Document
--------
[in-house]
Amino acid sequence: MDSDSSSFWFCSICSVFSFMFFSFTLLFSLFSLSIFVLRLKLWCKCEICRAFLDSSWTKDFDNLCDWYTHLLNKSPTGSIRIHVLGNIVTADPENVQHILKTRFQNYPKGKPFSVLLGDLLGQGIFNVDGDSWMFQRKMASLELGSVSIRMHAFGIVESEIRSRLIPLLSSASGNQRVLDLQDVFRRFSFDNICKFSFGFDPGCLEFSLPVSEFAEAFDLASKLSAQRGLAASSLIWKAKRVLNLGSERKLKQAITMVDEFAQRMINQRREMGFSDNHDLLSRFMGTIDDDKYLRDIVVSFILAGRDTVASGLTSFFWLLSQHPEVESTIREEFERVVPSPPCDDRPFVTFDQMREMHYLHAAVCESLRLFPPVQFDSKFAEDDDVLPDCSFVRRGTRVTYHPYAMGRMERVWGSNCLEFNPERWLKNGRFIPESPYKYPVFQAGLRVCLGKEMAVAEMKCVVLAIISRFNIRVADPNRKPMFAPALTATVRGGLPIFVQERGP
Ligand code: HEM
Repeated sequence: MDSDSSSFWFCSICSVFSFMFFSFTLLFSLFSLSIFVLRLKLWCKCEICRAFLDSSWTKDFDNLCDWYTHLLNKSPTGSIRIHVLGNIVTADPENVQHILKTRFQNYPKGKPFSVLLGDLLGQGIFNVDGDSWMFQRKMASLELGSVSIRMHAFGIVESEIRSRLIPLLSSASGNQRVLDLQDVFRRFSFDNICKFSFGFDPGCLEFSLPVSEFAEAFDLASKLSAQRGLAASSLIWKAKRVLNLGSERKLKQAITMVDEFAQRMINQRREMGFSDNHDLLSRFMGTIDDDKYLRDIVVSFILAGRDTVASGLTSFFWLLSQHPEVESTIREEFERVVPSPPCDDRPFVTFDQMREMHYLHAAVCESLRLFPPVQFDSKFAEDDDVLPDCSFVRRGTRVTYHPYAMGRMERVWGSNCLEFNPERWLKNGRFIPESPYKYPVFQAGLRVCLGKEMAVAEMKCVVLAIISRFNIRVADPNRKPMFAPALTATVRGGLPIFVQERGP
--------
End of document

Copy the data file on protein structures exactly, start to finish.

[in-house]
Amino acid sequence: MDSDSSSFWFCSICSVFSFMFFSFTLLFSLFSLSIFVLRLKLWCKCEICRAFLDSSWTKDFDNLCDWYTHLLNKSPTGSIRIHVLGNIVTADPENVQHILKTRFQNYPKGKPFSVLLGDLLGQGIFNVDGDSWMFQRKMASLELGSVSIRMHAFGIVESEIRSRLIPLLSSASGNQRVLDLQDVFRRFSFDNICKFSFGFDPGCLEFSLPVSEFAEAFDLASKLSAQRGLAASSLIWKAKRVLNLGSERKLKQAITMVDEFAQRMINQRREMGFSDNHDLLSRFMGTIDDDKYLRDIVVSFILAGRDTVASGLTSFFWLLSQHPEVESTIREEFERVVPSPPCDDRPFVTFDQMREMHYLHAAVCESLRLFPPVQFDSKFAEDDDVLPDCSFVRRGTRVTYHPYAMGRMERVWGSNCLEFNPERWLKNGRFIPESPYKYPVFQAGLRVCLGKEMAVAEMKCVVLAIISRFNIRVADPNRKPMFAPALTATVRGGLPIFVQERGP
Ligand code: HEM
Repeated sequence: MDSDSSSFWFCSICSVFSFMFFSFTLLFSLFSLSIFVLRLKLWCKCEICRAFLDSSWTKDFDNLCDWYTHLLNKSPTGSIRIHVLGNIVTADPENVQHILKTRFQNYPKGKPFSVLLGDLLGQGIFNVDGDSWMFQRKMASLELGSVSIRMHAFGIVESEIRSRLIPLLSSASGNQRVLDLQDVFRRFSFDNICKFSFGFDPGCLEFSLPVSEFAEAFDLASKLSAQRGLAASSLIWKAKRVLNLGSERKLKQAITMVDEFAQRMINQRREMGFSDNHDLLSRFMGTIDDDKYLRDIVVSFILAGRDTVASGLTSFFWLLSQHPEVESTIREEFERVVPSPPCDDRPFVTFDQMREMHYLHAAVCESLRLFPPVQFDSKFAEDDDVLPDCSFVRRGTRVTYHPYAMGRMERVWGSNCLEFNPERWLKNGRFIPESPYKYPVFQAGLRVCLGKEMAVAEMKCVVLAIISRFNIRVADPNRKPMFAPALTATVRGGLPIFVQERGP